|Author by||: Arin Andrews|
|Editor||: Simon and Schuster|
Seventeen-year-old Arin Andrews shares all the hilarious, painful, and poignant details of undergoing gender reassignment as a high school student in this winning memoir. We’ve all felt uncomfortable in our own skin at some point, and we’ve all been told that “it’s just a part of growing up.” But for Arin Andrews, it wasn’t a phase that would pass. He had been born in the body of a girl and there seemed to be no relief in sight… In this revolutionary memoir, Arin details the journey that led him to make the life-transforming decision to undergo gender reassignment as a high school junior. In his captivatingly witty, honest voice, Arin reveals the challenges he faced as a girl, the humiliation and anger he felt after getting kicked out of his private school, and all the changes—both mental and physical—he experienced once his transition began. Arin also writes about the thrill of meeting and dating a young transgender woman named Katie Hill…and the heartache that followed after they broke up. Some Assembly Required is a true coming-of-age story about knocking down obstacles and embracing family, friendship, and first love. But more than that, it is a reminder that self-acceptance does not come ready-made with a manual and spare parts. Rather, some assembly is always required.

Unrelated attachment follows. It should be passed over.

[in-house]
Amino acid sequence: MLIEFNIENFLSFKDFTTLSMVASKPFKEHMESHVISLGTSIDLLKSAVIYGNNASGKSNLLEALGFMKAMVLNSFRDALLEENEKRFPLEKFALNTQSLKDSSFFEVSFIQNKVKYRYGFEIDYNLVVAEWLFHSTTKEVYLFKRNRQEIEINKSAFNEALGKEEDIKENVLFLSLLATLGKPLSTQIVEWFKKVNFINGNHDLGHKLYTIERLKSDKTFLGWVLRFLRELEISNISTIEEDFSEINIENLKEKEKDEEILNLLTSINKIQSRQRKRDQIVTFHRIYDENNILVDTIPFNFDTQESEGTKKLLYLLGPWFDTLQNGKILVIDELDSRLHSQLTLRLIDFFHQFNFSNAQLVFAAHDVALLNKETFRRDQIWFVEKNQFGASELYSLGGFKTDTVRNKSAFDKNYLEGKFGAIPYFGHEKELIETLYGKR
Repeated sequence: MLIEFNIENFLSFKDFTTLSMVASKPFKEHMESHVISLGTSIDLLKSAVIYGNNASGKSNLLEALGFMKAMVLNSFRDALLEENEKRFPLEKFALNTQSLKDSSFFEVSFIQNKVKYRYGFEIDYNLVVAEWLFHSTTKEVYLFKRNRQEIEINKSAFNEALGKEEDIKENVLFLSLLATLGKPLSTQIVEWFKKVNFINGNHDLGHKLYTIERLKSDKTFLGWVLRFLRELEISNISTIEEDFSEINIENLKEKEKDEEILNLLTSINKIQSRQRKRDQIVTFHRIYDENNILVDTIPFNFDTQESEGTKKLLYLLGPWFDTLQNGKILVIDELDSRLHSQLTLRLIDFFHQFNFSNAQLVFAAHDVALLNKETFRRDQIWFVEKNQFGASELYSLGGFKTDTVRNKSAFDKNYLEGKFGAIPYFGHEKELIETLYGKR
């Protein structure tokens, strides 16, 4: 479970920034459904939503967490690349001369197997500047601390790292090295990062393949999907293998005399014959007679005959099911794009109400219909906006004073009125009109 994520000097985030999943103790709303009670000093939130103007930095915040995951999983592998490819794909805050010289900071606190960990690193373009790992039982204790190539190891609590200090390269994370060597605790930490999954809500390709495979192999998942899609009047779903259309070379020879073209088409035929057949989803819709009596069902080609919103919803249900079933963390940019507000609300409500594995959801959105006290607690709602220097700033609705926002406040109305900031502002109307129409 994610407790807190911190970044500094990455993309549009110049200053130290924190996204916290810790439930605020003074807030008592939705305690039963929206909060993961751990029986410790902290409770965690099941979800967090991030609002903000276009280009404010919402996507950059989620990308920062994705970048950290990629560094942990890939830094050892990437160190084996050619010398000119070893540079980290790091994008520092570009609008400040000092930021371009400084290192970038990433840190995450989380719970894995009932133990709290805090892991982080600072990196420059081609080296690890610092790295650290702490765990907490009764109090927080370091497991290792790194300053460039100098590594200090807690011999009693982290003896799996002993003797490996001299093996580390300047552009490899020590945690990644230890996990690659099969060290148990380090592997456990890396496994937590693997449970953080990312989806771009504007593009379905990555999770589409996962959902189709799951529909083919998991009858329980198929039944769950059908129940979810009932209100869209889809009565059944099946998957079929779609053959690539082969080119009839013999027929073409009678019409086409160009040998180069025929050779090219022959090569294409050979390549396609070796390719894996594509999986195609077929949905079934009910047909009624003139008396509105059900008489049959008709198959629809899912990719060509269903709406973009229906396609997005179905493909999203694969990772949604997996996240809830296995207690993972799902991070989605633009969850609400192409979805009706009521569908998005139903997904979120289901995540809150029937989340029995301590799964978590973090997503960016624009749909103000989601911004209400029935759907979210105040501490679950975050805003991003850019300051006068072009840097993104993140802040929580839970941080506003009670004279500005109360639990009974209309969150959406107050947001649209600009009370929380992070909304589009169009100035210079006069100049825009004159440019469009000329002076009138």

|Author by||: Nate Chinen|
One of the Best Books of the Year: NPR, GQ, Billboard, JazzTimes In jazz parlance, "playing changes" refers to an improviser's resourceful path through a chord progression. In this definitive guide to the jazz of our time, leading critic Nate Chinen boldly expands on that idea, taking us through the key changes, concepts, events, and people that have shaped jazz since the turn of the century--from Wayne Shorter and Henry Threadgill to Kamasi Washington and Esperanza Spalding; from the phrase "America's classical music" to an explosion of new ideas and approaches; from claims of jazz's demise to the living, breathing scene that exerts influence on mass culture, hip-hop, and R&B. Grounded in authority and brimming with style, packed with essential album lists and listening recommendations, Playing Changes takes the measure of this exhilarating moment--and the shimmering possibilities to come.
|Author by||: Bruce Johnson|